Surprising tips for the perfect magazine submission

Surprising tips for the perfect magazine submission


Now that you know how to get publishedit's time to learn how to craft the PERFECT submission! The process might surprise you!


Shoot the hell out of every detail at a wedding, vertical and horizontal. You’re doing your clients a favor by capturing the details they worked hard on, and you’re preparing for a magazine feature before the wedding day is even over. 

Submit lots of: Details, flowers, bridal party style, bride style, groom style, location

Submit less: Couple portraits, cocktail hour, ceremony

Submit none: Dancing, family portraits 



Publications won’t accept weddings without a full vendor list. So, a month before the wedding, ask for a list of all vendors involved. That way, you can credit them in your own blog and social channels, plus you’re ready to rock and roll when you submit to a magazine.



Editors want weddings that are unique and diverse, with photos that are clean, stylish, consistent, and look like they belong in a magazine. Think of the three most unique things about the wedding day and use those to pitch the story.



Don’t submit to a DIY magazine if the wedding was styled to perfection by a planner. Don’t submit to a Canadian blog when the wedding took place in North Carolina. Spend time researching these magazines and blogs and their social channels to really get a sense of the weddings they publish and who their reader is.


There are two types of publications - exclusive and non-exclusive. Exclusive means the wedding can not be pending or already published before (usually excludes your personal blog). Sometimes it’s exclusive forever, sometimes they ask you to wait 60 or 90 days before submitting to anyone else.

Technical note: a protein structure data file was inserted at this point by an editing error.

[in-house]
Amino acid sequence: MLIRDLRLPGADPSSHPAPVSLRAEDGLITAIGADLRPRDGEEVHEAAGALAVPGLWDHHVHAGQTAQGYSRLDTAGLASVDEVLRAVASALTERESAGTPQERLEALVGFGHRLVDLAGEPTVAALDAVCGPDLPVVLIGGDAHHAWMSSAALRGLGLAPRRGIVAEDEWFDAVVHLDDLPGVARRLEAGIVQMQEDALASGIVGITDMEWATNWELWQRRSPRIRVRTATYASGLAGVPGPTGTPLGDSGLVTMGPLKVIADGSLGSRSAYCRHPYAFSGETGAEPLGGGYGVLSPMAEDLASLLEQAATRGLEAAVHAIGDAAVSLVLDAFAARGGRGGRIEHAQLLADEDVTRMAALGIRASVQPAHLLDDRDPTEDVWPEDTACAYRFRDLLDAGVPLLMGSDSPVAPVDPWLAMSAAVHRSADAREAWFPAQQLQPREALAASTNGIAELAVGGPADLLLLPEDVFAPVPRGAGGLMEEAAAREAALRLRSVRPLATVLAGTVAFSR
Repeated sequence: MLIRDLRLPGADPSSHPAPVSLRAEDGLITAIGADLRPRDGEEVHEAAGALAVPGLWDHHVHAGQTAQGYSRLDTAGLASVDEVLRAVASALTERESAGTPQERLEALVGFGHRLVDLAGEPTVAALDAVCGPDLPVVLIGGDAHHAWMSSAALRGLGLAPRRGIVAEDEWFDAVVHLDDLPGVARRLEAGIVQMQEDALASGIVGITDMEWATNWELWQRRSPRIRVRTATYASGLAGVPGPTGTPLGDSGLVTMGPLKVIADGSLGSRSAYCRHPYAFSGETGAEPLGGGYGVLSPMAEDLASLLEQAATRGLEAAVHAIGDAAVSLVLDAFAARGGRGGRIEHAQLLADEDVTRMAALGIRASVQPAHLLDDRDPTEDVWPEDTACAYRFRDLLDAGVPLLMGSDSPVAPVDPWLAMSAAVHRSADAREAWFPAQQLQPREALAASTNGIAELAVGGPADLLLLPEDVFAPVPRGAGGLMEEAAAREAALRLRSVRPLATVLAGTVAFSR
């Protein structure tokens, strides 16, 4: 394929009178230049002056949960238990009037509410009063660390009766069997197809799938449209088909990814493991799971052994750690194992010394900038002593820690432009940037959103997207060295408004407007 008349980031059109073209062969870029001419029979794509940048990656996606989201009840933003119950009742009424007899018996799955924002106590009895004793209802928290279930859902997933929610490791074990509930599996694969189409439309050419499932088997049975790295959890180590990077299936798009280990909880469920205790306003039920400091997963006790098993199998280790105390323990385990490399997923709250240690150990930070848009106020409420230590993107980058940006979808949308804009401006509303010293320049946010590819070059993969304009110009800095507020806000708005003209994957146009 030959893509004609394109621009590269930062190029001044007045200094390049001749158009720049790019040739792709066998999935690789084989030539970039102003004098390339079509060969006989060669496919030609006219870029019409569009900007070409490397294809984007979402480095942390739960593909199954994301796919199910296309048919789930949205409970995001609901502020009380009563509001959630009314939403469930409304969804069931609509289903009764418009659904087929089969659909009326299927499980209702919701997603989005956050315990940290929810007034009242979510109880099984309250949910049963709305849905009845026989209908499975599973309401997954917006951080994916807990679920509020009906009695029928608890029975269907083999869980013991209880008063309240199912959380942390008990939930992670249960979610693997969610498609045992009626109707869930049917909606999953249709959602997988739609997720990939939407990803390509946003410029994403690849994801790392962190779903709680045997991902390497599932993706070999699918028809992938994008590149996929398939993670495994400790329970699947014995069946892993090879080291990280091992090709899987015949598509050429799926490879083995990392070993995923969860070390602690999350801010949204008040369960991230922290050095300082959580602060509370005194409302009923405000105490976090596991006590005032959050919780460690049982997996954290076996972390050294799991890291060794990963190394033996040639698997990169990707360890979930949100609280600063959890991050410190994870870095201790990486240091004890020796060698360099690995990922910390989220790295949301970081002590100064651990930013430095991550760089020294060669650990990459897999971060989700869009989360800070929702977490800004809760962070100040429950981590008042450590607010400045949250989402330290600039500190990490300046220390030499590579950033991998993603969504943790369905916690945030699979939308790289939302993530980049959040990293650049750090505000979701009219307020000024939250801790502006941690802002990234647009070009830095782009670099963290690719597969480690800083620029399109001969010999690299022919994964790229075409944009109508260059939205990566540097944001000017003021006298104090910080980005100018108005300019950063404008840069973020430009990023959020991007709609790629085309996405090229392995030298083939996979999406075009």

Non-exclusive means you can submit a wedding to 10 different publications and that’s ok! Don’t underestimate the power of going the non-exclusive route - it’s better for ONE of your weddings to be published 6 times, that’s 6x the reach of just submitting to one. Your work gets more life!


Don’t get discouraged if your wedding isn’t accepted. They may have a full editorial calendar, have just accepted a wedding with a similar style to yours, there aren’t enough detail shots. I’ve been rejected as many if not more times than I’ve been published - it happens! There will usually be a better fit elsewhere.

Don’t give up - keep submitting!

If you do get published, remember to share the good news with all the vendors, say thank you to the editors, and re-post the hell out of it on your blog, website, and social media!


I hope you enjoyed this two part series!
Email me if you get published, I can't wait to see!!!

(Link to part one if you need it)

How to get published